A research team from the University of Texas Health Science Center at Houston (UTHealth) and Baylor College of Medicine say they have identified a novel molecular mechanism that contributes to the spread of malignant tumors in the pancreas. Now a major goal is to develop therapies to block this pathway.
The study, published in EMBO Molecular Medicine, focused on the previously established link between zinc and pancreatic cancer and sought to identify a molecular mechanism responsible for the elevated levels found in human and animal cells.
"We were the first to show that zinc transporter ZIP4 was a marker for pancreatic cancer," said Min Li, Ph.D., the study's senior author and associate professor and director of the cancer research program in the Vivian L. Smith Department of Neurosurgery at the UTHealth Medical School. "We knew there was a link but we didn't know what it was."
Zinc levels are regulated by ZIP4, which acts as a master switch, and the researchers designed experiments to determine what happens when the switch is flipped on, noted Dr. Li.
In a xenograft mouse model of pancreatic cancer, the scientists observed how the initiation of ZIP4 triggered the activation of two downstream genes, which in turn accounts for the increased tumor growth. Scientists describe this as a signaling cascade.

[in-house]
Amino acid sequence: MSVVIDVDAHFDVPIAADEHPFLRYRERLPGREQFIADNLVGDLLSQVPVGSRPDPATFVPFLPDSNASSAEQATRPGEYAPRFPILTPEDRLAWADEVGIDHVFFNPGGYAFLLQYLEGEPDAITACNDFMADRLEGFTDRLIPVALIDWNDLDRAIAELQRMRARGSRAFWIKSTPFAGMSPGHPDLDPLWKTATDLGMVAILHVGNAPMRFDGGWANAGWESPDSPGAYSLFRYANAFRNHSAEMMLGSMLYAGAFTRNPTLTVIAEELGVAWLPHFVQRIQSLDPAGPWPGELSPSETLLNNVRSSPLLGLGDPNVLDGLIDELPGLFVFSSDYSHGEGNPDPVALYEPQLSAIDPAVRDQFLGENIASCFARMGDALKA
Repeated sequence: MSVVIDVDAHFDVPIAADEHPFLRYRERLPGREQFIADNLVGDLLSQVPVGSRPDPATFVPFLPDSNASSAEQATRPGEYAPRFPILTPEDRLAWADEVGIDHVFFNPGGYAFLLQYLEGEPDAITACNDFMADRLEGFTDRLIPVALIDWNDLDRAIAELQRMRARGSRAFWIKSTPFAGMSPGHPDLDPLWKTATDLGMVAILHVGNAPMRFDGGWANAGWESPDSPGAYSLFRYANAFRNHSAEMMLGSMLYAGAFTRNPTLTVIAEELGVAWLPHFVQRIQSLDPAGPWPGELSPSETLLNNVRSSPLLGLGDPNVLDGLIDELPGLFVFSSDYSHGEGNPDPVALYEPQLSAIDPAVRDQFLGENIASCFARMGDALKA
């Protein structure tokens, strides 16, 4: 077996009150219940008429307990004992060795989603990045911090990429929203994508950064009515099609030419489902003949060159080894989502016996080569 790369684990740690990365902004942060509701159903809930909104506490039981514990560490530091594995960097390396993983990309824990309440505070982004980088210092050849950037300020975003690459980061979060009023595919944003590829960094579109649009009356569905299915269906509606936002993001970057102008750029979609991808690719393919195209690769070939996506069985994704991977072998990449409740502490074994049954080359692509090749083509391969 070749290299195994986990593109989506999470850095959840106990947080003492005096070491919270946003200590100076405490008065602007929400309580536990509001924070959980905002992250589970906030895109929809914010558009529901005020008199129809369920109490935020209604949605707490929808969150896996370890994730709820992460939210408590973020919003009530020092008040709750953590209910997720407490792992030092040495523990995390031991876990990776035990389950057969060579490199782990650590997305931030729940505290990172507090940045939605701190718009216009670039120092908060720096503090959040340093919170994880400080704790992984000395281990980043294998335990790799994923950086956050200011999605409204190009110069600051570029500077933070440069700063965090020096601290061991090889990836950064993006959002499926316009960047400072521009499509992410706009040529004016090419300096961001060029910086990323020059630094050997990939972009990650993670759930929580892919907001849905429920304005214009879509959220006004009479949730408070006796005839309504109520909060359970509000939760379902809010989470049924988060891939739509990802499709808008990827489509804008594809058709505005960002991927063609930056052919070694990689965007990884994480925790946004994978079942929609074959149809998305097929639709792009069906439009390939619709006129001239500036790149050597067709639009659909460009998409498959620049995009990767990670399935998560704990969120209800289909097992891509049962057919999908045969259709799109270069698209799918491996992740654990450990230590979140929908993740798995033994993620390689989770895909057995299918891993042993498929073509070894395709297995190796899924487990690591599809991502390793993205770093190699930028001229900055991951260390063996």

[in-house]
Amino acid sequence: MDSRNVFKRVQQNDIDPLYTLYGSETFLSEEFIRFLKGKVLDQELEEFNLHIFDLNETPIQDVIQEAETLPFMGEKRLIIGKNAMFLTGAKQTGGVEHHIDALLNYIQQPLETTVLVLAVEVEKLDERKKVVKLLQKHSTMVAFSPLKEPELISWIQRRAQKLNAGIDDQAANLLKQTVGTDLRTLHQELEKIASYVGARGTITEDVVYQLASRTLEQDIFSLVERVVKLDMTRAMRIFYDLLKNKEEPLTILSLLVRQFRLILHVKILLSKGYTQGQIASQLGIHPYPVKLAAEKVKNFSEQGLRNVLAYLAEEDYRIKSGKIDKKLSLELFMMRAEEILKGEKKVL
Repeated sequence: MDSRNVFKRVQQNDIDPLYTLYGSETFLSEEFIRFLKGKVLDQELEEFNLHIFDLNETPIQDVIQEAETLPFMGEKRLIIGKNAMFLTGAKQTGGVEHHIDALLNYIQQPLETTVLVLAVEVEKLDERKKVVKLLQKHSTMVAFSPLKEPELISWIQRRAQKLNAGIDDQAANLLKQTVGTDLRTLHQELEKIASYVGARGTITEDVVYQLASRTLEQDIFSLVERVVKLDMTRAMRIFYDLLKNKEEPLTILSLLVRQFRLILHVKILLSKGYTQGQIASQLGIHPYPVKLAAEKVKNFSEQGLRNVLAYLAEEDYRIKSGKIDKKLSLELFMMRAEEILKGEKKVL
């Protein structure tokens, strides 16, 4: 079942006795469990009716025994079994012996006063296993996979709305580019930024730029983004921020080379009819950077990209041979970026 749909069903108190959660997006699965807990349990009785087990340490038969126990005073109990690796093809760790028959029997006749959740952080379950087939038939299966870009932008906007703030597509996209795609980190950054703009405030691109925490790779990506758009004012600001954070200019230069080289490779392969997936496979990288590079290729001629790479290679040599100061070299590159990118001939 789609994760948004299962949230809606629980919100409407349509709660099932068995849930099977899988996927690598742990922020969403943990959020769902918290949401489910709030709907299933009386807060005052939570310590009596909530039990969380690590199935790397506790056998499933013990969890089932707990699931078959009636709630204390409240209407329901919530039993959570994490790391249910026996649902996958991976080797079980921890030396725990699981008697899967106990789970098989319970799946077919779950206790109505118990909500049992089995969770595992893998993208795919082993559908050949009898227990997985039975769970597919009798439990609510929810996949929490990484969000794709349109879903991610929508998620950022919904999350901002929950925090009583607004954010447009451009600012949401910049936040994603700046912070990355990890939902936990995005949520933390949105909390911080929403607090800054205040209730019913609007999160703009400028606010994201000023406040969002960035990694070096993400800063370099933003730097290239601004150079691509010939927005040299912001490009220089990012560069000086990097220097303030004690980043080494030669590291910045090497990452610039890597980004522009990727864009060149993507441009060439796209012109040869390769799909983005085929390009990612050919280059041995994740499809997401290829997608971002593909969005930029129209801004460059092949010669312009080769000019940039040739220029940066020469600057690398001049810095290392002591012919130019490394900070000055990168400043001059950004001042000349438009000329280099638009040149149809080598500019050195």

"Pancreatic cancer is among the worst of all cancers. It is imperative to define the mechanism of this deadly disease. We have recently demonstrated a novel biological role for the zinc transporter ZIP4 in pancreatic cancer," explained Yuqing Zhang, Ph.D., co-first author of the study. "However, the molecular pathway controlling this phenomenon remains elusive. This study provides a comprehensive mechanism for ZIP4-mediated pancreatic cancer growth involving the activation of a transcription factor CREB and an oncogenic miR-373, and reduction in key tumor suppressor genes."
"The results we reported in this study may help the design of future therapeutic strategies targeting the zinc transporter and microRNA pathways to treat pancreatic cancer," added said Xiaobo Cui, M.D., Ph.D., study co-first author and postdoctoral research fellow at the UTHealth Medical School.
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